The History of Go Karting

Go cart racing has been part of the American culture since the 1950s. Built to become the smaller version of motor racing, the development of the sport has led to some rather competitive and interesting thought developments. While it is a token of fun, it has also become one of the safest ways to bring the sport of motor racing into the lives of those that are either too young to drive or those that have yet to experience the thrill of running the track.


Whether it is a highly competitive go-cart racing experience of a go-cart run around a recreational track, the components taken from one element to the other are basically the same.

Small engines (varying in complexity by class) are developed to push the limits of the small cart while maintaining a required level of safety. Each developed stage of cart racing exemplifies the overall balance of the limits versus the push.

With the very low center of gravity go cart racing can be introduced to just about anyone whose feet can reach the pedals. Provided that there is a cognitive comprehension of how the go cart works, there are any number of classes of go cart racing that are waiting for more drivers to get involved in. With predetermined tracks and the ability to drive at increased speeds the go cart racing community is experiencing a nice influx of interest. More drivers are finding the thrill of the smaller cars racing steadily around the tracks to be just as or even more engaging than the larger cousins of the go carts.

Kart racing is a pretty young activity. Go kart racing has gained an unusual following and branched off into numerous types, in recent years. To really take pleasure in the sport, nevertheless, you have to have an understanding of where it originates from.

The Father Of Karting:
The father of go karting is Art Ingels. Mr. Ingels made what is accepted as the first ever go kart, in 1956. He constructed the kart in his own 2-car garage at his residence, in Echo Park, in southern California, USA. The go kart that Mr. Ingels produced was a product of his passion for racing. At that time, he was a hot rodder and he loved putting together race cars of all varieties. So, he got some discarded parts together in his garage and out came the first go kart.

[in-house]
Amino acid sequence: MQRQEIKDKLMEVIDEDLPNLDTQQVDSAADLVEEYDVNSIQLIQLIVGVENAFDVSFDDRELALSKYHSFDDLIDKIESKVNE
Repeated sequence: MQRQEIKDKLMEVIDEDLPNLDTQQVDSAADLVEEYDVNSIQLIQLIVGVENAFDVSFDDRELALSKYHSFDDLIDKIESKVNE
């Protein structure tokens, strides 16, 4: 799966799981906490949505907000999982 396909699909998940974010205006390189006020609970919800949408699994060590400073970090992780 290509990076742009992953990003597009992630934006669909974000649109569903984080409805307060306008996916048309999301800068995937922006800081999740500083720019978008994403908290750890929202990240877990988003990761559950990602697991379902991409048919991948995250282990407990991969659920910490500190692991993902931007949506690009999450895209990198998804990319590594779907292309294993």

The Rose Bowl:
Nothing really came of that first go kart, if it was not for the place that Mr. Ingels went to to test his new invention. He had the good sense to test it in the parking lot of the renowned Rose Bowl, where tons of people saw the car all at the same time.

Mr. Ingels’ general locale also almost certainly had a whole lot to do with the spread of shifter kart racing’s acceptance. Californians are known for being a rather adventuresome group. Their free-spirited nature and enthusiasm to try something different quickly caused the popularity of karts to spread like California wildfires. Once shifter kart fever took over in California, it quickly extended throughout the Country, along with to other countries. For instance, lately, kart racing is very popular in numerous European countries. In fact, CRG Kart, one of the foremost producers of shifter kart chassis lines, is based in Italy.


The First Manufacturing Company:
Not astonishingly, though, the first manufacturer of karts was actually based out of Art Ingels’ home state of California. The business was called Go Kart Manufacturing Co. and it started out 2 years after Mr. Ingels made his first kart. 1 year later the McCulloch company was started. They were the 1st company to make engines engineered expressly for shifter karts.

So, as you can see, the inception of go kart racing came from one person’s fondness for machinery and speed. Currently, amusement park go karts that only go a few mph are nothing compared to the racing karts, which can achieve speeds well above 150 mph. It is really wonderful to think that such an remarkable world-wide recreation all started with one man in his garage.

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